Understanding Your Baby’s Teething Timeline


Watching your baby grow is an experience that delivers a lot of “firsts.” From taking the first step, saying the first word, and getting their first haircut, every new thing that happens to a baby is cause for wonder and delight for any parent — and of course, there are plenty of tears, shrieks, messes and cleaning up as well.

Another thrilling event is when the baby’s teeth begin emerging, but as exciting as this may be, it can be a painful experience for the little one. To help parents like you get a clearer picture of a baby’s teething timeline, dentists share valuable facts and insights below:

  • While your baby is still inside the womb, the tooth buds begin forming under the gums. These buds will begin to grow and force the crown up; the tissues above the developing tooth will slowly break down and become thinner until the tooth breaks through.
  • A baby’s first tooth normally emerges between the fourth and eighth months.
  • Symptoms of teething (which can occur a few days before and after the tooth erupts from the gums) can include: drooling, sucking, gum or ear rubbing, biting, irritability, facial rash, mild temperature, decreased appetite, and wakefulness.
  • Two central incisors (the bottom front teeth) and then four central and lateral incisors (the upper teeth) are the first teeth to emerge from a baby’s mouth. These particular teeth have thin, knife-like edges, so their emergence can be quite smooth and easy.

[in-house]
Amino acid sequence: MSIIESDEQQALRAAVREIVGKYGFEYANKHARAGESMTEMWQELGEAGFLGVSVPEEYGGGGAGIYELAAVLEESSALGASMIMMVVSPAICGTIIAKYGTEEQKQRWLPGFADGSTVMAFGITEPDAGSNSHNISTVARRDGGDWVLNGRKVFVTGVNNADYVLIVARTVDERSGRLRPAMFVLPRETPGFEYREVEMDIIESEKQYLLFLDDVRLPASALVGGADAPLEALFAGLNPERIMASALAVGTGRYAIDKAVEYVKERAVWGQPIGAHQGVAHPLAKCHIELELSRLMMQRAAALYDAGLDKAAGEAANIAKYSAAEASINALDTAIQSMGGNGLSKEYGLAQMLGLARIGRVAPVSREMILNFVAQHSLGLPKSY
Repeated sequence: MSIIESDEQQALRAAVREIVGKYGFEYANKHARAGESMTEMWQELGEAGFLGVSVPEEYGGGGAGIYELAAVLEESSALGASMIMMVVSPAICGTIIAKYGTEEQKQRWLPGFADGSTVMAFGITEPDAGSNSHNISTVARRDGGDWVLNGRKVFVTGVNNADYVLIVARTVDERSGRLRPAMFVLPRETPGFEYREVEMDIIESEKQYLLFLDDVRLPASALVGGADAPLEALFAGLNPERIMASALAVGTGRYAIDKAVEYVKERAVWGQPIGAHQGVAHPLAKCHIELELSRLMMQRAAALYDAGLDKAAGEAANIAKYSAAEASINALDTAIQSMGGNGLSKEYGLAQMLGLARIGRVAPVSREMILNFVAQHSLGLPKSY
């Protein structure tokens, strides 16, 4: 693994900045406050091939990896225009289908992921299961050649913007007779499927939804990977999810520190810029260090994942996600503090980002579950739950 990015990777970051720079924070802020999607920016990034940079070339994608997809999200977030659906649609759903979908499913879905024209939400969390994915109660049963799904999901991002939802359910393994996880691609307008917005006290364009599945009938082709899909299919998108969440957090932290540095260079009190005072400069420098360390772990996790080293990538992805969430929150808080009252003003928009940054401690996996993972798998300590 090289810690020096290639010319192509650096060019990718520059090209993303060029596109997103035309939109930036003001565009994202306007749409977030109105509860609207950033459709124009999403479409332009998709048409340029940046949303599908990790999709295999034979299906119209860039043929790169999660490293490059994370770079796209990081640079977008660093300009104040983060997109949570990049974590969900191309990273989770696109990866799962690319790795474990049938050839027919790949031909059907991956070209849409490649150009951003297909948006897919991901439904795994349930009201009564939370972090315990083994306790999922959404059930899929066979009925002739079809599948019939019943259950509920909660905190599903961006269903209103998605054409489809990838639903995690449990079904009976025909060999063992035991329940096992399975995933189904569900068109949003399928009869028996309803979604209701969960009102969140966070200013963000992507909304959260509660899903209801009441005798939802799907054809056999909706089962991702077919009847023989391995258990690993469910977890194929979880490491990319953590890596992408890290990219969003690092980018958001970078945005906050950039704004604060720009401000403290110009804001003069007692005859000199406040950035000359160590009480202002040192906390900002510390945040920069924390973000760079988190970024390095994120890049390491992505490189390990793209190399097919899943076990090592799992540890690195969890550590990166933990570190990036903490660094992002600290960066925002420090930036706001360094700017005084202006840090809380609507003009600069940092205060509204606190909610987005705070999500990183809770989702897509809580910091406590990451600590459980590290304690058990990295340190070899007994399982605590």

• Around the time your baby turns a year old, the first molars will begin showing up. Unlike the front teeth, molars are bigger and have a broader surface area, which is why their arrival is considerably more painful.
  • Between your kid’s first and third years, a full set of 20 teeth will emerge.

How to keep baby’s new teeth healthy

  • When your baby turns a year old, pay a visit to your chosen dentist. They will teach you the proper feeding and teeth cleaning habits for the little one and help you learn how to spot early signs of tooth decay.
  • Do your best not to let the baby fall asleep with a bottle or sippy cup in their mouth. If milk or juice is allowed to sit in the back of the two front teeth, cavities may begin to develop.
  • Begin brushing the kid’s teeth using tap water, which has fluoride. It’s best to wait until the child is two years old before starting to use fluoride toothpaste (a pea-sized amount only, for starters).
  • You can give your baby a chilled (but not frozen) plastic teething ring to help them relieve the pressure on their gums. Alternatively, popsicles, slushy applesauce, chilled fruits (like apricots), a cold and wet washcloth, or even teething biscuits can be used.

Be sure to schedule your child’s Pediatric dental appointment at one of our convinient Northern California locations.


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